UNITED STATES DISTRICT COURT NORTHERN DISTRICT OF NEW YORK
June 25, 2008
RUBEN SLACKS, PLAINTIFF,
GRAY, ET AL., DEFENDANTS.
The opinion of the court was delivered by: Norman A. Mordue, Chief U.S. District Judge
MEMORANDUM-DECISION AND ORDER
Plaintiff Ruben Slacks commenced this action by filing a pro se civil rights complaint on May 14, 2007. Dkt. No. 1. Currently before the Court is plaintiff's motion for injunctive relief. Dkt. No. 42. Defendants oppose the motion. Dkt. No. 43.
In support of his motion for injunctive relief, plaintiff alleges that defendant Farrell "made a verbal threat of bodily harm" against him and that defendant Gray called him "a punk and a snitch" in front of other inmates. Dkt. No. 42 at 3. Plaintiff asserts that, as a result of the threats and Gray having referred to him as a "snitch," his life is in danger. Id. Plaintiff asks that "the entire list of defendant's [sic] listed in [his] compliant [sic] as well as any staff member of Eastern [be ordered] to stay away from [him] unless it relates directly to their job performance." Id. at 4.
The standard a court must utilize in considering whether to grant a request for injunctive relief is well-settled in this Circuit. As the Second Circuit noted in Covino v. Patrissi, 967 F.2d 73 (2d Cir. 1992), the movant must show: (a) irreparable harm and (b) either (1) a likelihood of success on the merits of the claim or (2) sufficiently serious questions going to the merits and a balance of hardships tipping decidedly toward the party seeking injunctive relief. Id. at 77 (affirming district court's denial of inmate's request for preliminary injunction); see also Roucchio v. LeFevre, 850 F. Supp. 143, 144 (N.D.N.Y. 1994) (McAvoy, C.J.) (adopting Report-Recommendation of Magistrate Judge that denied inmate's request for injunctive relief).
(a) Irreparable Harm
As to this first factor, with respect to the defendants' alleged threatening behavior, harassment, and threats, the Court notes that allegations of future injury without more do not establish a real threat of injury. Gibson v. Walker, 95-CV-1649, (N.D.N.Y. Dec. 7, 1995) (DiBianco, M.J.) (Docket No. 6), adopted, (Docket No. 8) (Feb. 2, 1996) (citing Garcia v. Arevalo, No. 93-CV-8147, 1994 WL 383238 (S.D.N.Y. June 27, 1994)). "The irreparable harm necessary to support injunctive relief must be 'actual and imminent,' not 'remote [or] speculative.' " Young-Flynn v. Wright,No. 05 Civ. 1488, 2007 WL 241332, at 7 (S.D.N.Y. Jan. 26, 2007) (citing Forest City Daly Hous., Inc. v. Town of N. Hempstead, 175 F.3d 144, 153 (2d Cir. 1999)." Plaintiff's contention of threats and harassment without more are too speculative to establish irreparable harm.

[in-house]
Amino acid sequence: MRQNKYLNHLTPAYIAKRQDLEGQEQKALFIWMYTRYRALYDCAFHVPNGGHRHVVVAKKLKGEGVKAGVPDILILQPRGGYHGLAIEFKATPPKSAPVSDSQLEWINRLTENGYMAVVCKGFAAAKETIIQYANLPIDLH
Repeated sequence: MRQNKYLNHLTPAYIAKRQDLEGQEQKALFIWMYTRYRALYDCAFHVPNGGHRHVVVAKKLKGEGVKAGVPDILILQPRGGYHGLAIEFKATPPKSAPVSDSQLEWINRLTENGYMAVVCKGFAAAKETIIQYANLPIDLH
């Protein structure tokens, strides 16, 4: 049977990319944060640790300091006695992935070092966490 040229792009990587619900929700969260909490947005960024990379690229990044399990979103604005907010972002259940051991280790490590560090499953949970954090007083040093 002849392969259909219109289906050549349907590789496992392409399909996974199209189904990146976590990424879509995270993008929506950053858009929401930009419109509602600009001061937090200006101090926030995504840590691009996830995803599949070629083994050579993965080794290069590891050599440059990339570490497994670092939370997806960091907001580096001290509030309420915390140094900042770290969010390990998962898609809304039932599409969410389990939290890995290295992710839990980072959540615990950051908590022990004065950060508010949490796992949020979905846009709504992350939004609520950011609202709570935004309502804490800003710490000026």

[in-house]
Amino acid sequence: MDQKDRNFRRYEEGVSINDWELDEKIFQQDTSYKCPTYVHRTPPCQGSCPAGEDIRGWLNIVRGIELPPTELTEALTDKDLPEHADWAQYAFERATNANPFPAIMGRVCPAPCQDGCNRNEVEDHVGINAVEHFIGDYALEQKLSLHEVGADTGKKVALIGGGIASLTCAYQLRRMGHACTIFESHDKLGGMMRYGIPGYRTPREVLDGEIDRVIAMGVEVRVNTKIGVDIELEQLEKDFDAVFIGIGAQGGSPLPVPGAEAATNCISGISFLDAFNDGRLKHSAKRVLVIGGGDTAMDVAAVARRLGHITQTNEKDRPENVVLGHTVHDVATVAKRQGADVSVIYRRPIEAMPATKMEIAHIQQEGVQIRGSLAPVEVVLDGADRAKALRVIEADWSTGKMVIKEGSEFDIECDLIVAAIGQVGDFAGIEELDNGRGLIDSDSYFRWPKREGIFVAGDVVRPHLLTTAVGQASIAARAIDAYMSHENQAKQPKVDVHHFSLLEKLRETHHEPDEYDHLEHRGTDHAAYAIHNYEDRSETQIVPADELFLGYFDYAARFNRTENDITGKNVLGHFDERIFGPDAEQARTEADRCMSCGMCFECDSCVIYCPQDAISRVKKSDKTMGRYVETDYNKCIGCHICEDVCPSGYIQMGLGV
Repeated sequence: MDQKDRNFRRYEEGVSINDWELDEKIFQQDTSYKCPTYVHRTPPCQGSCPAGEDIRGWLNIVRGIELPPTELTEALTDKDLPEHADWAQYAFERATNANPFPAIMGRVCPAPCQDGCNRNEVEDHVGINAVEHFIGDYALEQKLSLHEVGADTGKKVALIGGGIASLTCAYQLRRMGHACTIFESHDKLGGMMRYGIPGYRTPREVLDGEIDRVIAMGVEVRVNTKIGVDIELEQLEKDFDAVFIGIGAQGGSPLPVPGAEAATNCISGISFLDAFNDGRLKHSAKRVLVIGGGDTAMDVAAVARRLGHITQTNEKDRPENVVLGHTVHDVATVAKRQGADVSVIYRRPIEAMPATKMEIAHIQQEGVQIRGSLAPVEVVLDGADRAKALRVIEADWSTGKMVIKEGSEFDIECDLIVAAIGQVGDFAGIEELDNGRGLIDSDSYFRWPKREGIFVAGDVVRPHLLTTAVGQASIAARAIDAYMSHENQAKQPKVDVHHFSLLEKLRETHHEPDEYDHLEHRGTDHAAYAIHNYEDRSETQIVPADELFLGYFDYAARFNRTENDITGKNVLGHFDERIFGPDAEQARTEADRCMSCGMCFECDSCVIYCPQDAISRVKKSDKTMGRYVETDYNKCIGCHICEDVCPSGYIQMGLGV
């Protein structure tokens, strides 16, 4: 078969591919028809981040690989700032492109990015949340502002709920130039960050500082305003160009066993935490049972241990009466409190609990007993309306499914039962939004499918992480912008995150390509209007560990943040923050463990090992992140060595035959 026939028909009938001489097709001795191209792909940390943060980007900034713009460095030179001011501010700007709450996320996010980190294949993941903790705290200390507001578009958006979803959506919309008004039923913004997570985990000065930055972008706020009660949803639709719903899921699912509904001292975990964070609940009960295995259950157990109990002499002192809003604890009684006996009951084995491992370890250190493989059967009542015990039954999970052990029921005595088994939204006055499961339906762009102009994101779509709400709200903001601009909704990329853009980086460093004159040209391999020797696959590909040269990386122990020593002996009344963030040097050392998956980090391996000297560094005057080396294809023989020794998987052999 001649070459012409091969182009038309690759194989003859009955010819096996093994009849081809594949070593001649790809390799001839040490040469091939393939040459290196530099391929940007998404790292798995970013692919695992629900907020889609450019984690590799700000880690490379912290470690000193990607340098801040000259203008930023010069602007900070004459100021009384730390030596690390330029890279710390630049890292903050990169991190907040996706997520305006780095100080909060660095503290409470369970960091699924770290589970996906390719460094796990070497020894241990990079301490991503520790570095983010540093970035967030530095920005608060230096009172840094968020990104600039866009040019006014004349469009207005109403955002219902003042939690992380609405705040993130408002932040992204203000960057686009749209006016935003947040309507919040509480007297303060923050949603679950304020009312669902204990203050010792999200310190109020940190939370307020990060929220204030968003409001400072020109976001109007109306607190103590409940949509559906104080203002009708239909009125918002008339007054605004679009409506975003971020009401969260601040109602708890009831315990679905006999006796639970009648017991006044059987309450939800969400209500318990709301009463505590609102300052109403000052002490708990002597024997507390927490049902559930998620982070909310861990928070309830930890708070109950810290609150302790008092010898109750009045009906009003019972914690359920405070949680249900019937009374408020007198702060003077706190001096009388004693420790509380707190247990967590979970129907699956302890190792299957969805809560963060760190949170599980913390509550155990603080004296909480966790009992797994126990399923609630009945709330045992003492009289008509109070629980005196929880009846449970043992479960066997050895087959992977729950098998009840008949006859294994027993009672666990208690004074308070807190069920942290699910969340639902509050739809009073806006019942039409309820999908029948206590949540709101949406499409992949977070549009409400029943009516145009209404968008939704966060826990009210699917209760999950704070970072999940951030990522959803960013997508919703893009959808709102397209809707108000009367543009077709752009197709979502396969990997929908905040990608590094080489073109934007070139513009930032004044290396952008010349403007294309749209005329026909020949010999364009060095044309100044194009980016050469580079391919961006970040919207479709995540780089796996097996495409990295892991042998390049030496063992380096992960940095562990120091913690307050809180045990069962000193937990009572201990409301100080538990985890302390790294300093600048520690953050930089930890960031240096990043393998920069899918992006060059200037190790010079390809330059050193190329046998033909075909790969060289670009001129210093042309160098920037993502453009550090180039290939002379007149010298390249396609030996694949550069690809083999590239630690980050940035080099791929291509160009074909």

(b) Likelihood of Success on the Merits or Sufficiently Serious Questions Going to the Merits and a Balance of Hardships Tipping Decidedly Toward the Plaintiff
In addition, a party is not entitled to injunctive relief unless there is also proof of a likelihood of succeeding on the merits of a claim, or evidence that establishes sufficiently serious questions going to the merits of such a claim and a balance of hardships tipping decidedly toward the party seeking such relief. See Covino, 967 F.2d at 77. In the present case, plaintiff has submitted only his own affidavit containing his request for injunctive relief and the reasons why he believes his request should be granted. Plaintiff has failed to submit proof or evidence which meets this standard. Plaintiff has failed to demonstrate to the satisfaction of this Court that he has either a likelihood of succeeding on the merits of his claims or sufficiently serious questions going to the merits of such claims and a balance of hardships tipping decidedly toward him.*fn1
Since plaintiff has failed to establish either of the two requisite elements discussed above, plaintiff's request for injunctive relief is denied.
WHEREFORE, it is hereby
ORDERED that plaintiff's motion for injunctive relief (Dkt. No. 42) is DENIED, and it is further
ORDERED that the Clerk serve a copy of this Order on the parties in accordance with the Local Rules.
IT IS SO ORDERED.